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Nūz: Santa Cruz County News Briefs

Volunteers ride to the rescue of the Beach Flats Community Garden, local environmentalists just say no to new landfill technology for Buena Vista and one of the world's leading climate change scientists visits UCSC for the fourth annual Fred Keeley Lecture on Environmental Policy.

Happy Ending

The members of the newly organized Beach Flats Community Garden Committee are infinitely relieved to be discussing where to keep their garden waste. For one thing, that means they're no longer talking about how to keep the garden open. That question was settled two weeks ago with the establishment of an experimental volunteer-based committee comprising two community members, two gardeners and a liaison who works for the Parks and Recreation Department. The committee will take over tasks formerly overseen by employees of the short-staffed Parks and Rec Department, including working out contracts with gardeners, creating garden policy and communicating with the city.

Beach Flats Community Center coordinator Reyna Ruiz says there just wasn't enough staff to handle oversight of the 2-acre garden. The crisis came to a head in late March when Ruiz put up signs on the garden gate in Spanish asking gardeners to hand in their keys. "Staff couldn't do it on their own," said Ruiz. "But they found a solution, and so now it's a question of how this committee will work." The thought of a grassroots fix to a vexing budget problem warms the cockles of Nūz's heart. And there's a bonus: when it looked like the old garden was going to close, the city established nearby Poet's Park as the new (smaller) community garden. Now Beach Flats has two places to watch its garden grow.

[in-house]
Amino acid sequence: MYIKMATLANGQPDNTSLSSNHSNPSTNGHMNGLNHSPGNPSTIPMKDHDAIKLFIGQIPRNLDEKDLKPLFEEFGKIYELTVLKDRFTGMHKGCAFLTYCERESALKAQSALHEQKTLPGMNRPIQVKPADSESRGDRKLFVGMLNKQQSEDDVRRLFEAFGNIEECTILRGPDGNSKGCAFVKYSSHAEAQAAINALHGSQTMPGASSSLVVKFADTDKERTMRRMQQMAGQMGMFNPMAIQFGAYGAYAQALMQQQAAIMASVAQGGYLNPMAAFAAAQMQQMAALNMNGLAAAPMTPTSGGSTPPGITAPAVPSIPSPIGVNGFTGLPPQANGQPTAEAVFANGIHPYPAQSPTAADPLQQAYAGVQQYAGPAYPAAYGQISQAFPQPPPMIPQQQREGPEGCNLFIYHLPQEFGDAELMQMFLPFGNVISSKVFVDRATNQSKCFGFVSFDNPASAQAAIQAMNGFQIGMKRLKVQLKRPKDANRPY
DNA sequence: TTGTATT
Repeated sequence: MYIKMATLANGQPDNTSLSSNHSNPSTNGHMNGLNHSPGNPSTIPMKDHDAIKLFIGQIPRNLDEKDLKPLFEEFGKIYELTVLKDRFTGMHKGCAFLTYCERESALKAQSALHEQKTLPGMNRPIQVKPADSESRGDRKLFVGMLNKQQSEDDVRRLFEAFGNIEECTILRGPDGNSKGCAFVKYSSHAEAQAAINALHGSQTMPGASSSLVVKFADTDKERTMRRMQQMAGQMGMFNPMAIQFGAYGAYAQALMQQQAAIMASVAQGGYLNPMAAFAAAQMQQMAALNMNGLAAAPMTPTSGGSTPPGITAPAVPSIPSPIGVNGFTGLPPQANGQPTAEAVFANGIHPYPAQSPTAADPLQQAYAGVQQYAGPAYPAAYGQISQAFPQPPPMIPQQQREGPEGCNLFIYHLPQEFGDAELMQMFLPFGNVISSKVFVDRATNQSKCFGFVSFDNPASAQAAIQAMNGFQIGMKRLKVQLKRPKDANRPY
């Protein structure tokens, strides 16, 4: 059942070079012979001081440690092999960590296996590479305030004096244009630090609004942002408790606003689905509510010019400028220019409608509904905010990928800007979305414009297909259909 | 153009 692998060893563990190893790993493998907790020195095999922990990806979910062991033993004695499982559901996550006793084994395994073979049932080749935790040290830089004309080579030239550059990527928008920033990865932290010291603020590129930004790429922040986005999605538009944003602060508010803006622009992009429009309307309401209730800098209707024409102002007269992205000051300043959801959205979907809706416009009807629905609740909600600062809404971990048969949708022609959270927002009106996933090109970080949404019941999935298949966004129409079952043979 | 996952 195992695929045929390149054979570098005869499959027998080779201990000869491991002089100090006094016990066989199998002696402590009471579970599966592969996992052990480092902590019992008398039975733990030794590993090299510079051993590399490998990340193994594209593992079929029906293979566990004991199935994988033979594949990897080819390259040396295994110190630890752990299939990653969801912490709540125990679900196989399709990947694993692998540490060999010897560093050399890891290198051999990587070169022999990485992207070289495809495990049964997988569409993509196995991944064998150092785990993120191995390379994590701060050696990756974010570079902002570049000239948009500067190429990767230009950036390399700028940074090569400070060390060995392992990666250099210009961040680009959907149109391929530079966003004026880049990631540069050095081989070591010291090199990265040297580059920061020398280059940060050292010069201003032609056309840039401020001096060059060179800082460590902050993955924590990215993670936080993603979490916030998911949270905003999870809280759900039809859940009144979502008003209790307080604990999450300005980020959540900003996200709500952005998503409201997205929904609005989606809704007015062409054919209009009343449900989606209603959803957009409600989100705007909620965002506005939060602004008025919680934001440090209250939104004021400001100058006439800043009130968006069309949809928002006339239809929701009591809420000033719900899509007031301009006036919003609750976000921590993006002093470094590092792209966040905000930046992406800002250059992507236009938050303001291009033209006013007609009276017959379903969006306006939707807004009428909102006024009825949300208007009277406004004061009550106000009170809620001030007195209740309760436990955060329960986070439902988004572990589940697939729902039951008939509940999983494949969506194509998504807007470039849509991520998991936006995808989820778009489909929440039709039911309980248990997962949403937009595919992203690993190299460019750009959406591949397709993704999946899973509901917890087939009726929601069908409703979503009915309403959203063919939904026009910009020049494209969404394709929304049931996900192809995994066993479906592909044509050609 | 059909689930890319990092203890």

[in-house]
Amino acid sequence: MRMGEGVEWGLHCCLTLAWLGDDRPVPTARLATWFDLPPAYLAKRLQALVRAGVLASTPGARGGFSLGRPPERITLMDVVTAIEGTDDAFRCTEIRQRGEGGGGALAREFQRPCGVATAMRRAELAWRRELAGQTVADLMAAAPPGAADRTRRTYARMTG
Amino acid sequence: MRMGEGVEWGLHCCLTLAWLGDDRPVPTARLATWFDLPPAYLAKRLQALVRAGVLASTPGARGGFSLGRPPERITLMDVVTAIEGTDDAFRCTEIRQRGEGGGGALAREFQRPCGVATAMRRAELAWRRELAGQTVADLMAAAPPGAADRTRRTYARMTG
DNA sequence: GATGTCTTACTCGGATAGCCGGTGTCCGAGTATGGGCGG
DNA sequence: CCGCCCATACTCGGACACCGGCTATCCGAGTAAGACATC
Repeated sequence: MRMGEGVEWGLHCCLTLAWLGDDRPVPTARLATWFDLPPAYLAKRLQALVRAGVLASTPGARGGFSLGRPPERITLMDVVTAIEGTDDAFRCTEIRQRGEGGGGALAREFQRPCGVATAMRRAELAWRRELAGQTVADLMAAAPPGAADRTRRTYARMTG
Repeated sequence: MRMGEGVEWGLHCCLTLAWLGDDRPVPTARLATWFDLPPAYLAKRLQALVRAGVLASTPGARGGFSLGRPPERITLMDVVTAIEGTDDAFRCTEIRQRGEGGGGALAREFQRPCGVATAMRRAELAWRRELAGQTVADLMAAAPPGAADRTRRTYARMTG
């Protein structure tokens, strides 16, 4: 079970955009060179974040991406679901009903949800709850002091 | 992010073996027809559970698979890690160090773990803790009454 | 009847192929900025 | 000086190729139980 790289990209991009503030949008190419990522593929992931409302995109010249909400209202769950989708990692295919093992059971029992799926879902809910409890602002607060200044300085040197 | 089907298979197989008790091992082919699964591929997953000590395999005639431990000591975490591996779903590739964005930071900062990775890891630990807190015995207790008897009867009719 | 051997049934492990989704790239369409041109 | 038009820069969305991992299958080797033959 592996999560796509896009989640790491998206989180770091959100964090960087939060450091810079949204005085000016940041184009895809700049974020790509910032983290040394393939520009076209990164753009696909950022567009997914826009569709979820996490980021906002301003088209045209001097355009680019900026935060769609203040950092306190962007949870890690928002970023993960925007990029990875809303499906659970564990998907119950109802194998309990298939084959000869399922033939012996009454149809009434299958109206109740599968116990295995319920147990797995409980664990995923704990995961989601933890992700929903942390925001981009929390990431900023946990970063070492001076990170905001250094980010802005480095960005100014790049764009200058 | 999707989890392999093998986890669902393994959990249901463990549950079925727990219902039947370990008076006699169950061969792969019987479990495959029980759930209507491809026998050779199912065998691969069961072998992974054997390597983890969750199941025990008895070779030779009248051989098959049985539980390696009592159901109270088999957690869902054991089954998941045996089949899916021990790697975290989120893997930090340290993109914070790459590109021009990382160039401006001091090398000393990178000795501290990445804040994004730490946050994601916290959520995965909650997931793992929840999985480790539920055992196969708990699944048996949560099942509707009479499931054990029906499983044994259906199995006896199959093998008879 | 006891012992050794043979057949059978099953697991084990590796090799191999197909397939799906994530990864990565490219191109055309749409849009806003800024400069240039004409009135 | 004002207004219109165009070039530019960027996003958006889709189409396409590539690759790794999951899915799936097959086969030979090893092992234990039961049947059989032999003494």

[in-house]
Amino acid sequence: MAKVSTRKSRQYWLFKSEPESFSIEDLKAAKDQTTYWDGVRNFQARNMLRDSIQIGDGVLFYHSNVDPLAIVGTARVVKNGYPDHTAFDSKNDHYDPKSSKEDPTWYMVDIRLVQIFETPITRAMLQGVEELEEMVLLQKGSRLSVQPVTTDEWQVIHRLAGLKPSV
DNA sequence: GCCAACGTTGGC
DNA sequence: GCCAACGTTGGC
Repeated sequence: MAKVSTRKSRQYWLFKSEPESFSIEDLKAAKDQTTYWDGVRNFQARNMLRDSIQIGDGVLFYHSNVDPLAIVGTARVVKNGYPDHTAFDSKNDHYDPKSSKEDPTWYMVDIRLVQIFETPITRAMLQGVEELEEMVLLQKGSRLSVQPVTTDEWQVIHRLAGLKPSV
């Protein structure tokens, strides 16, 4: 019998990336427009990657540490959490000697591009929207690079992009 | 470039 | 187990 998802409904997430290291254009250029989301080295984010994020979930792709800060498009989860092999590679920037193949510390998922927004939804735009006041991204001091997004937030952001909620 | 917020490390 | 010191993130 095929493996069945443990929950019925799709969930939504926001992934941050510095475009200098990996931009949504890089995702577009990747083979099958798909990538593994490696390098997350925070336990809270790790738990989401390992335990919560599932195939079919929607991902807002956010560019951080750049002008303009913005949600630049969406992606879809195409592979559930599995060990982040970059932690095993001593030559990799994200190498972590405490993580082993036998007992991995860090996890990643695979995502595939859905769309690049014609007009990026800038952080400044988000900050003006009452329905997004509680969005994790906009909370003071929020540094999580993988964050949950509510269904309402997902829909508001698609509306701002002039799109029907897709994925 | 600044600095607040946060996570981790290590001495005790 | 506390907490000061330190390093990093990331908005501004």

Trash Talking

A new innovation in incineration technology is promising to help pave the county's path to an eco-friendly, landfill-free Utopia, but environmentalists are alleging that the technology is overhyped and are urging supervisors to take a second look.

On April 15, the county's public works department got the supervisors' go-ahead to prepare an agreement with Southern California-based AdaptiveARC allowing the company to test its spiffy new waste-to-energy conversion machine at the Buena Vista Landfill. The "plasma arc gasification" equipment, which converts trash to a synthetic gas by roasting it at 5,400 degrees Fahrenheit, supposedly won't spew out the nasty chemical emissions usually associated with trash incinerators and, by burning the synthetic gas in a separate chamber, could reportedly generate electricity for use at the landfill. To sweeten the deal, AdaptiveARC offered to place its new toy at the landfill as a demonstration project, meaning the county wouldn't have to pay and could get rid of it whenever it wanted (it's supposedly small enough to be hitched onto a truck).

Wait a second. Something that can turn trash into virtually emission-free electricity and it won't cost a dime, at least for the first few months? To a coalition of environmentalists and local residents, it sounds too good to be true. The Santa Cruz chapter of the Sierra Club and California-based anti-toxics group Green Action for Health and Environmental Justice are both warning local residents that AdaptiveARC isn't telling them the whole story about its supposedly eco-friendly new machine. Bradley Angel, executive director of Green Action, alleges AdaptiveARC's depiction of the technology is chock-full of "disinformation," especially when it comes to the part about "near zero-emissions" (a claim made on AdaptiveARC's website). Angel points to similar machines in other parts of the world that have been shown to emit dioxin, a byproduct of chlorine that the EPA has determined to be a likely carcinogen.

"In Santa Cruz they're talking about putting in municipal waste and sewage sludge, both of which will have chlorinated chemicals in them," says Angel. He points to reports, such as one from 2002 prepared by the Environmental Technology Evaluation Center, which did indeed find that dioxin and other chemicals were present in the "offgas emissions" at a different plasma arc gasification plant in the state of Washington.

However, County Solid Waste Manager Patrick Mathews says the AdaptiveARC invention is a new, better variation on the older machines cited by environmentalists and that he still plans to urge the supervisors to go forward with the plan when it comes up on June 10.